The lower part of the arm was complicated because we had to embed the cable inside of it. We thought about cutting it in half, carving out some space and then piecing it back together, but that would be error-prone, and time-consuming. In the end, we decided to glue on three additional pieces of wood to create some space for the cable, as shown on the graph. That’s also the reason why the part inside the base is slightly narrower.
We were missing a few parts, some pieces of wood, and the screw that would hold the arm together. We took a short break from all the work and went to the store to buy all those things.
The natural pine colour wasn’t that nice, so Ula painted both top and bottom parts of the lamp to make them a bit darker. We left it to dry overnight, and the next day, we connected it, and it looked great!
Cable arrangement inside the lamp.
Part 3: Software
I was not that involved in the iOS App creation process so I cannot give a more in-depth insight into the code. Jakub took the lead and delivered a working app before the end of the first day. On the second day he expanded it to have more incredible features, such as “Ambilight” like support, where, when you play a video, the lamp syncs colours with it (demo at the end of the article).
There were some issues with Bluetooth connectivity, more precisely, one Bluetooth module connected to iOS but not to Android, and another went the other way around. Right now the lamp only works with iOS, but for an MVP, that’s enough. And the Bluetooth module can be easily switched if needed since it is not soldered in place.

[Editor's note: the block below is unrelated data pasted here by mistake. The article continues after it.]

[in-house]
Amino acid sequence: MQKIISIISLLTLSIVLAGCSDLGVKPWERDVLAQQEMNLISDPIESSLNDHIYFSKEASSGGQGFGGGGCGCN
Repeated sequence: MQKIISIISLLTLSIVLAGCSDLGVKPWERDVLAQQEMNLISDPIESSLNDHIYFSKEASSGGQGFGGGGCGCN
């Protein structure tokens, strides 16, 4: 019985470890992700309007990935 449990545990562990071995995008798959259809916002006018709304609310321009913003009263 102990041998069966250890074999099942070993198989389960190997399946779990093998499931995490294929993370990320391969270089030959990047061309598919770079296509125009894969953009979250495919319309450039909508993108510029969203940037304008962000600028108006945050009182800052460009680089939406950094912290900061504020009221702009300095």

Speaking from my expertise, I can say that the App looks impressive, and the speed with which Jakub delivered it is also incredible!
The whole code is open source on GitHub. You can go through it. I’m not going to dive into the deep technicalities of how it works. Wojtek, who wrote most of the code, would be better suited to do it, so I created a high-level overview of how everything works. The simplified algorithm goes as follows:
Moving from Arduino to ATmega
Wojtek wrote the first version of the code for Arduino, and later I updated it to work on plain ATmega chip. The differences are minimal, as I introduced only two main changes:
- I removed one of the Serial connections — previously we had one serial connection we used for debugging (printing to the console on the computer) and another one for Bluetooth. When we moved to ATmega, we didn’t need the debugging one anymore, which freed up two pins and simplified the connections.
- I changed the arrangement of the pins — to better fit everything onto the stripboard, I modified the physical layout, which required changing the reference pins in the code.
You can see the pull request that contains a diff of all the changes if you’re curious.
Part 4: The electronics
Our plan was quite ambitious, for such a short time, but thankfully, Wojtek is quite smart and played around with electronics before, so he was the “lead” for this part.
We started with baby steps, testing different solutions by trial and error. Wojtek worked on both the code and the circuit simultaneously and tested how everything works. The electronics part of the lamp consisted of:
- Microcontroller — the brain